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Plant Reproduction

Plant Reproduction Chapter 42 Reproductive Development Angiosperms represent an evolutionary innovation with their production of flowers and fruits Plants go through developmental changes leading to reproductive maturity by adding structures to existing ones with meristems

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Plant Reproduction

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  1. Plant Reproduction Chapter 42

  2. Reproductive Development Angiosperms represent an evolutionary innovation with their production of flowers and fruits Plants go through developmental changes leading to reproductive maturity by adding structures to existing ones with meristems -A germinating seed becomes a vegetative plant through morphogenesis

  3. Reproductive Development Before flowers can form, plants must undergo a phase change to prepare a plant to respond to internal and external signals

  4. Reproductive Development Phase change can be morphologically obvious or very subtle -In oak trees, lower branches (juvenile phase) cling to their leaves in the fall -Juvenile ivy makes adventitious roots and has alternating leaf phyllotaxy -Mature ivy lacks adventitious roots, has spiral phyllotaxy, and can make flowers

  5. Reproductive Development

  6. Reproductive Development Flowering is the default state In Arabidopsis, the gene embryonic flower (EMF) prevents early flowering -emf mutants lacking a functional EMF protein flower immediately

  7. Reproductive Development The juvenile-to-adult transition can be induced by overexpressing a flowering gene -LEAFY (LFY) was cloned in Arabidopsis -Overexpression of LFY in aspen, causes flowering to occur in weeks instead of years

  8. Flower Production Four genetically regulated pathways to flowering have been identified 1. The light-dependent pathway 2. The temperature-dependent pathway 3. The gibberellin-dependent pathway 4. The autonomous pathway Plants can rely primarily on one pathway, but all four pathways can be present

  9. Light-Dependent Pathway Also termed the photoperiodic pathway -Sensitive to the amount of darkness a plant receives in each 24-hour period -Short-day plants flower when daylight becomes shorter than a critical length -Long-day plants flower when daylight becomes longer -Day-neutral plants flower when mature regardless of day length

  10. Light-Dependent Pathway In obligate long- or short-day plants there is a sharp distinction between short and long nights, respectively In facultative long- or short-day plants, the photoperiodic requirement is not absolute -Flowering occurs more rapidly or slowly depending on the length of day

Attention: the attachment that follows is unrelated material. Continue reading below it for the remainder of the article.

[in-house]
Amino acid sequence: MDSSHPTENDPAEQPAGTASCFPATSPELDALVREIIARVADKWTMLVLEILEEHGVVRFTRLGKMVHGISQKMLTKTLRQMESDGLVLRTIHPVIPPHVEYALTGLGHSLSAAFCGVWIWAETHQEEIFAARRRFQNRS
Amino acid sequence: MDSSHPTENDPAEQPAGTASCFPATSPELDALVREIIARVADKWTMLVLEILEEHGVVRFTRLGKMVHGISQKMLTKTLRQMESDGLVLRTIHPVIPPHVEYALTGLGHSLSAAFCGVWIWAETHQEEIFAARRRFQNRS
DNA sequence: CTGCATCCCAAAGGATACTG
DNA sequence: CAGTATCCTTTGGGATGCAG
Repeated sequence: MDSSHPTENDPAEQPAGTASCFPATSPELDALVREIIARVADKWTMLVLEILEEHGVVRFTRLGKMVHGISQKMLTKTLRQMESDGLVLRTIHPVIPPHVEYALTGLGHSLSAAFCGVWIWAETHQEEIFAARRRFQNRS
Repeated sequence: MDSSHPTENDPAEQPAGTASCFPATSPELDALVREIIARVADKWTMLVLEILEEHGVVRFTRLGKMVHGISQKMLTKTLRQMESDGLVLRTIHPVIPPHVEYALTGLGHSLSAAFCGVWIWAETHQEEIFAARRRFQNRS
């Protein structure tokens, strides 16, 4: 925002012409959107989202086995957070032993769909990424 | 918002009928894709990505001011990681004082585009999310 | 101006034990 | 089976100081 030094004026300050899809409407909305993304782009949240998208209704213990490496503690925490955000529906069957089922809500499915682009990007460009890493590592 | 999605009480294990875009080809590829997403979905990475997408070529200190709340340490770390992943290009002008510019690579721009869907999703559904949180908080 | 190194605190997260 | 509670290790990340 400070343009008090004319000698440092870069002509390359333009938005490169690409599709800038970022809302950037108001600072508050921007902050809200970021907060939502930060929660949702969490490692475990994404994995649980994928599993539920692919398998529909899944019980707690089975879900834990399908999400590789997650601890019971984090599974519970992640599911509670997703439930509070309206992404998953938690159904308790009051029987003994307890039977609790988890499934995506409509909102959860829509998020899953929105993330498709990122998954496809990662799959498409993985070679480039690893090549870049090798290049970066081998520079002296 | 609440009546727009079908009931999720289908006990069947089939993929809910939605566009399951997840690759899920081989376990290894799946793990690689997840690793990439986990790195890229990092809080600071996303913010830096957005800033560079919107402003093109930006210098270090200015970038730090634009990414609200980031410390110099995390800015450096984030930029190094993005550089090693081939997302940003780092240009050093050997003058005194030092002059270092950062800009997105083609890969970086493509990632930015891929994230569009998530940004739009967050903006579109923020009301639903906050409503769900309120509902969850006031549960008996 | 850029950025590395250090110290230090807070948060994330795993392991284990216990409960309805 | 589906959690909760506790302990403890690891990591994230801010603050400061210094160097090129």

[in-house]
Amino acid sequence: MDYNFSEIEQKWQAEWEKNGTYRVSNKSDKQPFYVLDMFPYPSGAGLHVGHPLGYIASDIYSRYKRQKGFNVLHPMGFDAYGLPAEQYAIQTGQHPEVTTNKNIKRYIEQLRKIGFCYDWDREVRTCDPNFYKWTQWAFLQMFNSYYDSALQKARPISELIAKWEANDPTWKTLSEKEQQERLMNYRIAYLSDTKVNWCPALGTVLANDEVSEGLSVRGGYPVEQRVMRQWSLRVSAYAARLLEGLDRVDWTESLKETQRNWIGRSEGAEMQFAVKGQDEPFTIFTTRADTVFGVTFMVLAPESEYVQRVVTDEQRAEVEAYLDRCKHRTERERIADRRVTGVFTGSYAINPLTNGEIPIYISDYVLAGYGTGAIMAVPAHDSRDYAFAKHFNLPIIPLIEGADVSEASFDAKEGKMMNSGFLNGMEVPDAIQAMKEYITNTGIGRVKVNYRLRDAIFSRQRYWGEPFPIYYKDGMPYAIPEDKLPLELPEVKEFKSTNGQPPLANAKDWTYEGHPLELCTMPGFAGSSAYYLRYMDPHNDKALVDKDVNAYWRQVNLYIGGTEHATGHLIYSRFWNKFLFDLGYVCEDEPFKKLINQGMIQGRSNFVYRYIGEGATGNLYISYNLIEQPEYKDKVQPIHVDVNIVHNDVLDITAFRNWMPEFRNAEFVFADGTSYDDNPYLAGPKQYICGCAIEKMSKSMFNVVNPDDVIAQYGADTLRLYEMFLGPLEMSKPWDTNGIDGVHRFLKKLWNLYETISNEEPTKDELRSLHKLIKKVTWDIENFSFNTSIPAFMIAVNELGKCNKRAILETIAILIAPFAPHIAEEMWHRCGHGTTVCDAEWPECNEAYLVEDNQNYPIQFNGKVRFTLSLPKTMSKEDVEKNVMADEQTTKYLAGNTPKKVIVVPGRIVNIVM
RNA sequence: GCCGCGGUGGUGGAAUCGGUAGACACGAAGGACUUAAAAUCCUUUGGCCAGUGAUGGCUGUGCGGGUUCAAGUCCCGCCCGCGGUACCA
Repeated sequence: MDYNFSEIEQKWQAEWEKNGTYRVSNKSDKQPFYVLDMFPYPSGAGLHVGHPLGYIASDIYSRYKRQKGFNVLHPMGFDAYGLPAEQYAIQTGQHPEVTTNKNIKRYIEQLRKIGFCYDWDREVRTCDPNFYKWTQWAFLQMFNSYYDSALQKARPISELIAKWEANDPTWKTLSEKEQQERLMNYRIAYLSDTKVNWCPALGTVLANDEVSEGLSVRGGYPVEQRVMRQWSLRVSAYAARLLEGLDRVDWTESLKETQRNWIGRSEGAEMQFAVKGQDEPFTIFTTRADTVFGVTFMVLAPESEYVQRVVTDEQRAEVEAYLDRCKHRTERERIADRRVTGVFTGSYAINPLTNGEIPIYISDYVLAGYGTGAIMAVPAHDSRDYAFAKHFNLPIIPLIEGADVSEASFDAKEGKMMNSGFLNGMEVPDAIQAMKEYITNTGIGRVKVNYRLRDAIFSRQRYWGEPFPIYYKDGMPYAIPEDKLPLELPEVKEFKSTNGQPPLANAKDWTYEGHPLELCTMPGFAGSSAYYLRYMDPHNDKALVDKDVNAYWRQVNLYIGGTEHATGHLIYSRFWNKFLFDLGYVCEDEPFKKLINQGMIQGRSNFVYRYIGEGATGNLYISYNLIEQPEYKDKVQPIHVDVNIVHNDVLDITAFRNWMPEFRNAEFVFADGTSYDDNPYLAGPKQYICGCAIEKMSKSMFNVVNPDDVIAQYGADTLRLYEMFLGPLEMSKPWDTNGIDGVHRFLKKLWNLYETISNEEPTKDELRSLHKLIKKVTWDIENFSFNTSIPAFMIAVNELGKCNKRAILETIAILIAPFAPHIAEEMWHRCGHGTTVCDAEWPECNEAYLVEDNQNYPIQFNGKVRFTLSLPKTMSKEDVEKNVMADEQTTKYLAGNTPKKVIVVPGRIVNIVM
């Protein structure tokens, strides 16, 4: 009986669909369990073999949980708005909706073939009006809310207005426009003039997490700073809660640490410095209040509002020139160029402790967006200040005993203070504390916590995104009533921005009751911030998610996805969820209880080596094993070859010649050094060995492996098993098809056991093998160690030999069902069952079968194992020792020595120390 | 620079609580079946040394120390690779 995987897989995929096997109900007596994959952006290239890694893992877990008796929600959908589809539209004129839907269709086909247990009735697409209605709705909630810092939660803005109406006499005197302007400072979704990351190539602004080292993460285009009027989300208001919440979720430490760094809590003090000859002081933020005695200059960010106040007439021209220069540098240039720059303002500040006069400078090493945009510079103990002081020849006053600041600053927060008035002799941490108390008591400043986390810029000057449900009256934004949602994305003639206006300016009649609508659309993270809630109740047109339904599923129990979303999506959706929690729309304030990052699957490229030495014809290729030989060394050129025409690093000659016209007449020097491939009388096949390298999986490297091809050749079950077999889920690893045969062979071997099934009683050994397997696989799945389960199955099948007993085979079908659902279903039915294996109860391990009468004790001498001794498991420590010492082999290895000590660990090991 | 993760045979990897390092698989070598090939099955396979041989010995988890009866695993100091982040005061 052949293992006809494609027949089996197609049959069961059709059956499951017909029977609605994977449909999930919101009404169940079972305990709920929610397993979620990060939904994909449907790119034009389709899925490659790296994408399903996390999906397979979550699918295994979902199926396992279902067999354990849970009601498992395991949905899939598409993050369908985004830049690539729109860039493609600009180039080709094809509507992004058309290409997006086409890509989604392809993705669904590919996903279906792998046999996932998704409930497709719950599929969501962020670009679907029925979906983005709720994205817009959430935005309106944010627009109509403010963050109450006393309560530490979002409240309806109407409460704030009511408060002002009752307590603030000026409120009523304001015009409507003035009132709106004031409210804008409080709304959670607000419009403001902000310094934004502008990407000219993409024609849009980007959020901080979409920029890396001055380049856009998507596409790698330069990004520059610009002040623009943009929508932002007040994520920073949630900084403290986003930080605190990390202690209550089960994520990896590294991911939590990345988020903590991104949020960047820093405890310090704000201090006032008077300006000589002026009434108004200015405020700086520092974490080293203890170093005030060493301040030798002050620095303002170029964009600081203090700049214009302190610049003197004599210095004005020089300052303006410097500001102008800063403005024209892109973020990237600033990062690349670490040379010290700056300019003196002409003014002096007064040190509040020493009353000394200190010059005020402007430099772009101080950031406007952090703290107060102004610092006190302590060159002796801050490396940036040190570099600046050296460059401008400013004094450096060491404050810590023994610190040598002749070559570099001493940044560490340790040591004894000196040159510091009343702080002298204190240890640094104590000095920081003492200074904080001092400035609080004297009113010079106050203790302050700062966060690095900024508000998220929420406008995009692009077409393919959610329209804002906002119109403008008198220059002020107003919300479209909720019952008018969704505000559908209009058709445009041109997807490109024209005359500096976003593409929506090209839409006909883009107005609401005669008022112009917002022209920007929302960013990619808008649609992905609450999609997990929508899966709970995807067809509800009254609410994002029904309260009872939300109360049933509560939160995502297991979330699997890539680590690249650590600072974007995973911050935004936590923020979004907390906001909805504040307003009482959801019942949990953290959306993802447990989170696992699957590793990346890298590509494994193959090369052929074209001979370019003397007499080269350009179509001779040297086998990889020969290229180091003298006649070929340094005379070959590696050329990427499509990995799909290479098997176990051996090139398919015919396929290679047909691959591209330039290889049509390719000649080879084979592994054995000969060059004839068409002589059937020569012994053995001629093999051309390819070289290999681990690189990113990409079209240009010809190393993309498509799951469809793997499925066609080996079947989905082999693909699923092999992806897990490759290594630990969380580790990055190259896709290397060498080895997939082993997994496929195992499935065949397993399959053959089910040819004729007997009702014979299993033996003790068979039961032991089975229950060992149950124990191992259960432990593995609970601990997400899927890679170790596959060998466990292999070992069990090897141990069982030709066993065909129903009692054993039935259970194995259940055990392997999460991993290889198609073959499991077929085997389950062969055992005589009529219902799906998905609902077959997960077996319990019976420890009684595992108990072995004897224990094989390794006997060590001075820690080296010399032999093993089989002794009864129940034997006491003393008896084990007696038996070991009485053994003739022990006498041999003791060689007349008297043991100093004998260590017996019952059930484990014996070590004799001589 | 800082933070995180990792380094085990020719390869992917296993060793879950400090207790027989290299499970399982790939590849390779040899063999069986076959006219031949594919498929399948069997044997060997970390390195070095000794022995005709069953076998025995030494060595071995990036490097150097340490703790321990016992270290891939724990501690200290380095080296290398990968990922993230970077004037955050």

11. Light-Dependent Pathway Using light as cue allows plants to flower when environmental conditions are favorable -Manipulation of photoperiod in greenhouses ensures that short-day poinsettias flower in time for the winter holidays

  12. Light-Dependent Pathway Flowering is regulated by phytochromes (red-light receptors) and cryptochrome (blue light receptor) via the gene CONSTANS (CO) -Phytochromes regulate CO transcription -CO mRNA is low at night and increase at daybreak -Cryptochrome modulates CO protein level -Stabilizes CO and protects it from proteasome degradation in the day

  13. Light-Dependent Pathway CO is a transcription factor that turns on other genes, resulting in the expression of LFY -LFY is a key gene that “tells” a meristem to switch over to flowering One intriguing possibility is that CO is the elusive flowering hormone -Or that it affects such a flowering signal

  14. Temperature-Dependent Pathway Some plants require a period of chilling before flowering called vernalization -It is necessary for some seeds or plants in later stages of development Analysis of plant mutants reveals that vernalization is a separate flowering pathway

  15. Gibberellin-Dependent Pathway Gibberellin binds to the promoter of LFY -Enhances its expression, thereby promoting flowering In Arabidopsis and other species, decreased levels of gibberellins delay flowering

  16. Autonomous Pathway The autonomous pathway does not depend on external cues except for basic nutrition It allows day-neutral plants to “count” nodes and “remember” node location -Tobacco plants produce a uniform number of nodes before flowering -Upper axillary buds of flowering tobacco remember their position if rooted or grafted

  17. Autonomous Pathway

  18. Autonomous Pathway

  19. Autonomous Pathway How do shoots “count” and “remember”? -Experiments using bottomless pots have shown that it is the addition of roots, and not the loss of leaves, that inhibits flowering A balance between floral promoting and inhibiting signals may regulate flowering

  20. Model for Flowering The four flowering pathways lead to an adult meristem becoming a floral meristem -They activate or repress the inhibition of floral meristem identity genes -Key genes: LFY and AP1 (APETALA1) -These two genes turn on floral organ identity genes -Define the four concentric whorls